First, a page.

Mapping interview transcript records: theoretical, technical and cartographic challenges - Dr Scott Orford
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Mapping interview transcript records: theoretical, technical and cartographic challenges - Dr Scott Orford

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Overview
•Background to research
•Geo-tagging interview transcripts
•Geo-visualization and mapping
•Spatial metrics
•Some emerging issues
•Use of QGIS in localities research
•Conclusions

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    Mapping interview transcript records: theoretical, technical and cartographic challenges - Dr Scott Orford Mapping interview transcript records: theoretical, technical and cartographic challenges - Dr Scott Orford Presentation Transcript

    • Mapping interview transcriptrecords: theoretical, technical and cartographic challenges CCRI Gloucester University 14.02.2013 Dr Scott Orford WISERD, Cardiff University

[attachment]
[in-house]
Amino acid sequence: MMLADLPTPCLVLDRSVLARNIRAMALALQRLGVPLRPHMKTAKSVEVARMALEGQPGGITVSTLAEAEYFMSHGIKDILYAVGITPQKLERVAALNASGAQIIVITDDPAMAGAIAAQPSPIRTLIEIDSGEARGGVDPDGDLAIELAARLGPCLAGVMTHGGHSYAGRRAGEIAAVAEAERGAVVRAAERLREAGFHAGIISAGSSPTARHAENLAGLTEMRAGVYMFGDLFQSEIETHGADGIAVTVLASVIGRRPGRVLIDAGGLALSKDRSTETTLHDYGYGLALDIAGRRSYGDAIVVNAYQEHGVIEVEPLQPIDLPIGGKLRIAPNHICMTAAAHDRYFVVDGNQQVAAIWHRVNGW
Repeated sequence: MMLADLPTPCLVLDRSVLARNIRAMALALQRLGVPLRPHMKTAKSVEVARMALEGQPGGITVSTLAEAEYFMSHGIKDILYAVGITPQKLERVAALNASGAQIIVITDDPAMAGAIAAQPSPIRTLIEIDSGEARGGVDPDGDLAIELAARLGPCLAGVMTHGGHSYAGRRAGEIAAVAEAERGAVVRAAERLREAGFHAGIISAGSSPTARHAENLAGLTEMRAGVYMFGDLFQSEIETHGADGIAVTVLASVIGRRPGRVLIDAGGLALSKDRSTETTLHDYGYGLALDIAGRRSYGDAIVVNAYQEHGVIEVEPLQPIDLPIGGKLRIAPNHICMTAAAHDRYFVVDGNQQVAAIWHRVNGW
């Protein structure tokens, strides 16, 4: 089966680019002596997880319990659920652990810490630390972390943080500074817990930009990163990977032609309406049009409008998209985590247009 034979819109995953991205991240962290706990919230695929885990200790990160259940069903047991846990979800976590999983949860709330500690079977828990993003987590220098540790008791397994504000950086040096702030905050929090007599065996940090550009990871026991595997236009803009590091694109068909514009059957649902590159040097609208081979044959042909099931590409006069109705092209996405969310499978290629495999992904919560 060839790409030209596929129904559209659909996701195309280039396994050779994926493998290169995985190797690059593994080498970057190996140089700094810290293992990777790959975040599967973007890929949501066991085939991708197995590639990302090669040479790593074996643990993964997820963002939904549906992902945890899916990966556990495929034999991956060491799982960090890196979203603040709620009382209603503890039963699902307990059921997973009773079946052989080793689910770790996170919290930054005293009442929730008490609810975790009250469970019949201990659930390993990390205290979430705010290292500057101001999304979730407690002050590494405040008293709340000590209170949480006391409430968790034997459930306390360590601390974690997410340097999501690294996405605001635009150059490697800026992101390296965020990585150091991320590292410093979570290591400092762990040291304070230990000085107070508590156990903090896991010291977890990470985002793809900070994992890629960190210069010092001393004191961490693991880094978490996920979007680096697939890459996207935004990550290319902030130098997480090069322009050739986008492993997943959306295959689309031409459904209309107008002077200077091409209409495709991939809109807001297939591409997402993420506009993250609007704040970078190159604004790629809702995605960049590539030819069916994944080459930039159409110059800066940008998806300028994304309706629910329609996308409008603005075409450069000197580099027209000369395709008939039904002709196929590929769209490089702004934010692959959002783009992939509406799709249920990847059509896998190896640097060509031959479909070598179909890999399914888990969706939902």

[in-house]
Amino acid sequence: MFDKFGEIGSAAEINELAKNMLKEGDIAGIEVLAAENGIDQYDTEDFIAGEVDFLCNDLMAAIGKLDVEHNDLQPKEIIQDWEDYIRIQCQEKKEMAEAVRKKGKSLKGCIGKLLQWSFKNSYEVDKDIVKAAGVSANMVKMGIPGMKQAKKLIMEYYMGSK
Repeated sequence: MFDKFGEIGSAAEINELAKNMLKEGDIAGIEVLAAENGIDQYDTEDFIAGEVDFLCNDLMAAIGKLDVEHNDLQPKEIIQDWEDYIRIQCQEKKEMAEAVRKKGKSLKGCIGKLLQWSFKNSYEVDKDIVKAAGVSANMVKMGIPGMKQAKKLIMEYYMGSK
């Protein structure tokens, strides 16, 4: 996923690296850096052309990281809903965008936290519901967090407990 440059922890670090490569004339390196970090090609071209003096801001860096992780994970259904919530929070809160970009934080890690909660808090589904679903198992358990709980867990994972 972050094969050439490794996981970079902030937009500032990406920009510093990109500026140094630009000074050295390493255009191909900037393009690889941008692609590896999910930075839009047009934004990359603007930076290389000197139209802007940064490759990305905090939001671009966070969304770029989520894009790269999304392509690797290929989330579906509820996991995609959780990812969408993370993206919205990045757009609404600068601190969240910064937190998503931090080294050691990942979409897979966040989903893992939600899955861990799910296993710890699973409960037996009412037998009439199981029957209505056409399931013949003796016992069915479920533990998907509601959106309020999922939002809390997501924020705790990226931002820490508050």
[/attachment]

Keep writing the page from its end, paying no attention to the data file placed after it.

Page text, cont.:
• Overview• Background to research• Geo-tagging interview transcripts• Geo-visualization and mapping• Spatial metrics• Some emerging issues• Use of QGIS in localities research• Conclusions
    • WISERD WISERD• Major investment in research infrastructure in Economic and Social Sciences across Wales• Major innovations in qualitative, quantitative and mixed methods• Establish flexible and integrated sets of data relating to Wales• Strategy for generating research grant bids and sustainability• Links with WAG, ONS and Local Authorities across Wales• Links with Other Centres and Programmes in Cardiff
    • Emerging research• Collaborative Qualitative GIS research project involving both GI professionals and qualitative researchers from backgrounds with little association with spatial literacy or mapping• Attempt to understand the different geographies that policy makers make use of in their day-to-day work• Context of Welsh devolution where some policy areas devolved to WG some still remit of Westminster• Provide empirical support to theoretical concepts of relational space (Jones, 2009)• GIS augmented traditional qualitative analytical methods